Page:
Today is the International Day of Women and Girls in Science. On this day science and gender equality are brought to the fore. “We must raise awareness about the work of women scientists by providing equal opportunities for their participation and leadership in a broad spectrum of high-level scientific bodies and events”, says Irina Bokova, Director General of United Nations Educational, Scientific and Cultural Organisation, in her message to mark 2017 celebrations of women and girls in science.
At the International Potato Center (CIP), we honor all our women scientists for their contribution to achievement of CIP’s vision of roots and tubers improving the lives of the poor. In 2016 CIP had the honor of having two of its women scientists, Drs. Jan Low and Maria Andrade, recognized with the World Food Prize which they shared with two other scientists. During the announcement ceremony, CIP’s Director General, Dr. Barbara Wells congratulated the laureates saying “They made the case that orange-fleshed sweetpotato would be accepted in various African diets, they bred resilient nutritious sweetpotatoes that people liked, and now the evidence shows that these communities are healthier as a result.”
Despite increasing appreciation of women’s contribution to science, the UN recognizes that women and girls continued to be excluded from participating fully in science. According to a study conducted in 14 countries, the probability for female students of graduating with a Bachelor’s degree, Master’s degree and Doctor’s degree in science-related field are 18%, 8% and 2% respectively, while the percentages of male students are 37%, 18% and 6%.
Today we celebrate all women and girls in science, including Dr. Barbara Wells (an accomplished senior executive with extensive scientific and business experience) and hope that they are all inspired by the stories of Dr. Low and Dr. Andrade.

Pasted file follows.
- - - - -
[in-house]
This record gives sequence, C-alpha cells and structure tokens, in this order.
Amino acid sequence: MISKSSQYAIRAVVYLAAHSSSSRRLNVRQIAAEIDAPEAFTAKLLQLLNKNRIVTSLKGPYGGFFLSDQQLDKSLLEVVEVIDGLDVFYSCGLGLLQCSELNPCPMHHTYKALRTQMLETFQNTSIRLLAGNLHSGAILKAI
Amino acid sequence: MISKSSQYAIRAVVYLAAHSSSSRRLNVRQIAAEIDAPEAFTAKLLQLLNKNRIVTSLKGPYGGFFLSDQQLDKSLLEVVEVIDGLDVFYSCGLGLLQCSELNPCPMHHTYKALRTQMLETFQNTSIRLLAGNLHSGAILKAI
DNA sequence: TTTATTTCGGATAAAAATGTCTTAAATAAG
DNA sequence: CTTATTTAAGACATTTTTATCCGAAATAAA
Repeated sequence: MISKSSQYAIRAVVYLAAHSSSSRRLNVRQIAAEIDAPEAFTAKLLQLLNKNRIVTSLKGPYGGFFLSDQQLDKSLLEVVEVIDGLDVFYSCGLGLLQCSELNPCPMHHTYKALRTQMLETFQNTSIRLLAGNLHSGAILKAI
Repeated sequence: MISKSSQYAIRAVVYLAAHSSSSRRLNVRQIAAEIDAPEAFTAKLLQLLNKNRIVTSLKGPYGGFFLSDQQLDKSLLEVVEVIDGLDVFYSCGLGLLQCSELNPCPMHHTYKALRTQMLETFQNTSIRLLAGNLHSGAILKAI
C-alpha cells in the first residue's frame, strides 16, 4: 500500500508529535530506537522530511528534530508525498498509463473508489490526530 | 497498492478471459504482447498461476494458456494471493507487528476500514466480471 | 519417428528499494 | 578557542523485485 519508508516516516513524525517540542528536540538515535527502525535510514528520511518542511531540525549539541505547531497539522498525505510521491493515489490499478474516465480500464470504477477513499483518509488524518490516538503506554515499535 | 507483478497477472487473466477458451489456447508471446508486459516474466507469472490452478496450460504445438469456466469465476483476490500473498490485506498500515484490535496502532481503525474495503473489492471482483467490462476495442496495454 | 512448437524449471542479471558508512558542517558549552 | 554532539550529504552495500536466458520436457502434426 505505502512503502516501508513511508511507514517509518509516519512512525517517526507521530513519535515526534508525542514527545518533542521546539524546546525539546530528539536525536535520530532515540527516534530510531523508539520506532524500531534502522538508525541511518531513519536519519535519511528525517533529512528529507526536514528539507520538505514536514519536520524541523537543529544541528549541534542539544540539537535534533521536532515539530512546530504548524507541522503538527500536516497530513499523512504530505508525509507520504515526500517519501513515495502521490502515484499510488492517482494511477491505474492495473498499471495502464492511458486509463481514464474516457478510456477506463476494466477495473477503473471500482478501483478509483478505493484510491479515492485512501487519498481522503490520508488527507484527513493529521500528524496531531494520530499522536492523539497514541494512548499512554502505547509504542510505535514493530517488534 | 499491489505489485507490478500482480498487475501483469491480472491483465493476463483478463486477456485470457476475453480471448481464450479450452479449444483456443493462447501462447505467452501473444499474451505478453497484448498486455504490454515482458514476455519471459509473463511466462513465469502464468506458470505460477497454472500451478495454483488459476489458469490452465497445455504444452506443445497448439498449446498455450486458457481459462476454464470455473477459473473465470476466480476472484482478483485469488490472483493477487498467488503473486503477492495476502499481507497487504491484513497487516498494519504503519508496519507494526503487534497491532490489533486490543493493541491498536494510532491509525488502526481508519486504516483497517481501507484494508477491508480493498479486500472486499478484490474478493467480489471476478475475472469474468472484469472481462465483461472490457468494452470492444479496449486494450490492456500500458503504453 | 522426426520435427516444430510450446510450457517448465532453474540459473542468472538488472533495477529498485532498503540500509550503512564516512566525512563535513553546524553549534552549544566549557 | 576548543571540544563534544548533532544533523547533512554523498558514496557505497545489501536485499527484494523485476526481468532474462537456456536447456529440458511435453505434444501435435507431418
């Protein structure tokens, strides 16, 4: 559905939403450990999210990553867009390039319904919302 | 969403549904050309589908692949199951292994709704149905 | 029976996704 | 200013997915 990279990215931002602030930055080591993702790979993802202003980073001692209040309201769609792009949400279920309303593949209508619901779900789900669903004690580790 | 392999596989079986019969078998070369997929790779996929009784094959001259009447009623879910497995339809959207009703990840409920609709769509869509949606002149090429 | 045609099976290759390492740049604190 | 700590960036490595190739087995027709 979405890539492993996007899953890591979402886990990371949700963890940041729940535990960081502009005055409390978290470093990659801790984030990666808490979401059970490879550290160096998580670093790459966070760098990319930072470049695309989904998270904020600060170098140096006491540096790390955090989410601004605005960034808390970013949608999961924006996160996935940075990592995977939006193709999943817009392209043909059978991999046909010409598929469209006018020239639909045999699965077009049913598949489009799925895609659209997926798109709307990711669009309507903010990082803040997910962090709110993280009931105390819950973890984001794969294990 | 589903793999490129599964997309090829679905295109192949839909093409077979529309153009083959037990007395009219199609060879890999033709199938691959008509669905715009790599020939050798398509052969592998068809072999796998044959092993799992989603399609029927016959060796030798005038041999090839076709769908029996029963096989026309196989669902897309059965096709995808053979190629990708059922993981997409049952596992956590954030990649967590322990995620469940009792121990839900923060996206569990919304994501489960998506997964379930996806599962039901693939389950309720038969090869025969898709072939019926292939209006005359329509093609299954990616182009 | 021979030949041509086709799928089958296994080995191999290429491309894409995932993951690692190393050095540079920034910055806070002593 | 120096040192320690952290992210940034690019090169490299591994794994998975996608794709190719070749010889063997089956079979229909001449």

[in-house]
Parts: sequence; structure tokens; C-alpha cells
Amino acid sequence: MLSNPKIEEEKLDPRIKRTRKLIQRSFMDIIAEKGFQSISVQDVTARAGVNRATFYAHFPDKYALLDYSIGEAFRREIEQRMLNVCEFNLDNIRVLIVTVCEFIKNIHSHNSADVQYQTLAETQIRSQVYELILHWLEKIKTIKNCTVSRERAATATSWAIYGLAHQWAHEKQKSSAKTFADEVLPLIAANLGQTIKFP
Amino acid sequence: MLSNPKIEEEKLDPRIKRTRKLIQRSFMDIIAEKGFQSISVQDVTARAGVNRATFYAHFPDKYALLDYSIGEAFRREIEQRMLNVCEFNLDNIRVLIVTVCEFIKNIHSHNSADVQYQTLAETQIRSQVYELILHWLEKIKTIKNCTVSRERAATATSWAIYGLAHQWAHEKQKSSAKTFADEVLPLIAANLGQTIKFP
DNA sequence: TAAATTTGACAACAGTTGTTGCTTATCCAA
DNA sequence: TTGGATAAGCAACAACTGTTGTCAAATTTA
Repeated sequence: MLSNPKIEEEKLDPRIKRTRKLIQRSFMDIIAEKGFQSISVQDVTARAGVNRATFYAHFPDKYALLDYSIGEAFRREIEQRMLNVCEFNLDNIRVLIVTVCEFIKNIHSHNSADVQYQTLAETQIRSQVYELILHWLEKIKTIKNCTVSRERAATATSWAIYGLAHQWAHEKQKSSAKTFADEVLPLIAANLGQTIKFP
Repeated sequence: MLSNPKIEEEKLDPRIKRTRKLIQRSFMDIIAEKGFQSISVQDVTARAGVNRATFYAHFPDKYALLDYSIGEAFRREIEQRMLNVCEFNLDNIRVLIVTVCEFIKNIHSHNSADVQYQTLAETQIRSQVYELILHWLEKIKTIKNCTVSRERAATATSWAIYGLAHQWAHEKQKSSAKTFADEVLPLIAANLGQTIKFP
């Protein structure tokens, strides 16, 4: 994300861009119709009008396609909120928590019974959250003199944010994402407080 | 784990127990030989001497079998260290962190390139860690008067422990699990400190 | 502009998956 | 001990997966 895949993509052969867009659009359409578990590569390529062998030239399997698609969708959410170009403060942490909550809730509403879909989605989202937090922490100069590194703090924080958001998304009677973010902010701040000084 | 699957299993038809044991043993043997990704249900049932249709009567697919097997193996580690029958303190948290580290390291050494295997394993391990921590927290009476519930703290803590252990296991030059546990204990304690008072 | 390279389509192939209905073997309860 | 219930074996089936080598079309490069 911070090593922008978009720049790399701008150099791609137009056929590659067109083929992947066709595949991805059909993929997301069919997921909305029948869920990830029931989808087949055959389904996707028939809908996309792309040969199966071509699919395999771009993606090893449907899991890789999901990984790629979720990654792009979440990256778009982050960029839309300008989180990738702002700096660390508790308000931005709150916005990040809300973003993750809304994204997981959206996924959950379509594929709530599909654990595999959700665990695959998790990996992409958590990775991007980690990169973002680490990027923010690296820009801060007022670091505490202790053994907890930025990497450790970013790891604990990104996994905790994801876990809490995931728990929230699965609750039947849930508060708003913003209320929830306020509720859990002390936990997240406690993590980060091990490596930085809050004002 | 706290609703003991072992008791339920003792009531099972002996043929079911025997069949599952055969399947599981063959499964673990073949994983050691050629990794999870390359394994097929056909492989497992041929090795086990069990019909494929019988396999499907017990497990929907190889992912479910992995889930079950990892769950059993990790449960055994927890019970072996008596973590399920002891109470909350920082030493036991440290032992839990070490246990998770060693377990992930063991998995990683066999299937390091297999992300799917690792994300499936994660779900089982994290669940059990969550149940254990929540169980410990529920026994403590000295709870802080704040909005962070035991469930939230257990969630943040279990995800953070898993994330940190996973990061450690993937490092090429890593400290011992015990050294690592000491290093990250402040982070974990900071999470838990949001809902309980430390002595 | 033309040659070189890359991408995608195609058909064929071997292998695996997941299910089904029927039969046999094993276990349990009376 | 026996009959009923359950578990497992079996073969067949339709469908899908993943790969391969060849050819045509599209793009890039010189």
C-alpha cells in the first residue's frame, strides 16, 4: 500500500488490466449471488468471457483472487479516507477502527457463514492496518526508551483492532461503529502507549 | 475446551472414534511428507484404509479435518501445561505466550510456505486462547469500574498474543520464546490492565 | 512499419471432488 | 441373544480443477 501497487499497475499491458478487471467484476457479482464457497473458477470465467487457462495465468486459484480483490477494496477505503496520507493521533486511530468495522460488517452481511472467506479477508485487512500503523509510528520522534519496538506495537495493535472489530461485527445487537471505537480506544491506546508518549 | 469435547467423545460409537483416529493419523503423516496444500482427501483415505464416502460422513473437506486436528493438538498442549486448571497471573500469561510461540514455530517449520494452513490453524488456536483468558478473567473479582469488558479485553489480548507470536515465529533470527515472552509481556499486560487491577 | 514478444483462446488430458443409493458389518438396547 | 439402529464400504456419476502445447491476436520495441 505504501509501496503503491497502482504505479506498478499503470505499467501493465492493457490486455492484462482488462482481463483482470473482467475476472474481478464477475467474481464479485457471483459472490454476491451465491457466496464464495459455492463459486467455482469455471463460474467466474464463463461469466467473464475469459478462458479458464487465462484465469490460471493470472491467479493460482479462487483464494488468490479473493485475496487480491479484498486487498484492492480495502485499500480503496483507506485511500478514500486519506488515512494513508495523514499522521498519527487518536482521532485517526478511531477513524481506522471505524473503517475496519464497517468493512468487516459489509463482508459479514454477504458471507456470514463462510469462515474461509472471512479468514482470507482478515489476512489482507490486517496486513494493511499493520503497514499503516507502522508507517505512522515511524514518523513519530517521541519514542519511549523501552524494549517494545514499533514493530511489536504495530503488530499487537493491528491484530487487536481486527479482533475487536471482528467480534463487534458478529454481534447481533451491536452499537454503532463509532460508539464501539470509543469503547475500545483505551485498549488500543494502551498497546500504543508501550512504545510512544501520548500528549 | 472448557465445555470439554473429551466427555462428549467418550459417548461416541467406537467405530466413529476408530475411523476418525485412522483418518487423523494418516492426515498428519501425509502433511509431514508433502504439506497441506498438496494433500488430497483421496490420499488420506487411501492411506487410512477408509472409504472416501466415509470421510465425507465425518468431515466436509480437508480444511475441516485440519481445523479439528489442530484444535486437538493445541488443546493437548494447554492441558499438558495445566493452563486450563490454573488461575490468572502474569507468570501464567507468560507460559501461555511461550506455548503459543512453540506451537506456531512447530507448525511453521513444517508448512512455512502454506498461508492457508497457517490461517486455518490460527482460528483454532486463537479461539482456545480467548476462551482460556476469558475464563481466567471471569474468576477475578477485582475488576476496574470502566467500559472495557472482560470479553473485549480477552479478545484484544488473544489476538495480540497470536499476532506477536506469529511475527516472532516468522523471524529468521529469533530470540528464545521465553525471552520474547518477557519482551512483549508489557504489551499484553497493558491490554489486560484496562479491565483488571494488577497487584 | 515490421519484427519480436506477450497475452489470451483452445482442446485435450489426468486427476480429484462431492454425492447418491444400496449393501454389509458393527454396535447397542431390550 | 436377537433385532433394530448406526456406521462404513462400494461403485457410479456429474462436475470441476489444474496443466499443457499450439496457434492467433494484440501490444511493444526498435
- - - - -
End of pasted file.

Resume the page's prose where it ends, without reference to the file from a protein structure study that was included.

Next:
Dr. Jan Low
Dr. Low’s advocacy work under the Sweetpotato for Profit and Health Initiative (SPHI) has changed the image of sweetpotato as a crop of poor women to a healthy food for all. The ground-breaking two-year proof-of-concept study conducted by Dr. Low in Central Mozambique (2002-2004) showed that in households producing and eating bio-fortified varieties of OFSP, mean serum retinol (a proxy for vitamin A status) increased significantly and vitamin A deficiency declined by 15% in the children. Because of the quasi-experimental design having comparative control groups (no intervention), the study has become known in nutrition circles as one of the few food-based interventions with a solid evidence base along with a going-to-scale follow-up study (Reaching End Users) led by HarvestPlus in which Dr. Low also participated.
Dr. Maria Andrade
Mozambique-based Maria Andrade began working on OFSP varietal selection when she released nine varieties selected from materials introduced from several countries in 1999. Then in 2000, Mozambique experienced its worst flooding in 50 years, with more than 450,000 people displaced. Andrade advocated for the widespread dissemination of the new OFSP varieties as a disaster relief and recovery crop. Two months after planting OFSP a farmer can harvest the leaves for food and in four months they are harvesting the roots. It is one of the crops with the highest rates of productivity per unit of area. Andrade and the OFSP team forged a strong partnership with the Government of Mozambique, who officially recognized the potential value of OFSP for food and nutrition security. Since orange-colored varieties were not known in Mozambique, an education program accompanied the dissemination. This was highly effective and by the end of 2001, 122,616 flood-affected households had received OFSP planting material and been exposed to key nutrition messages. The concept of demand creation was born and a campaign branding orange as the color of healthy vitamin A rich foods was critical to the success of OFSP in Mozambique and in other countries in the region.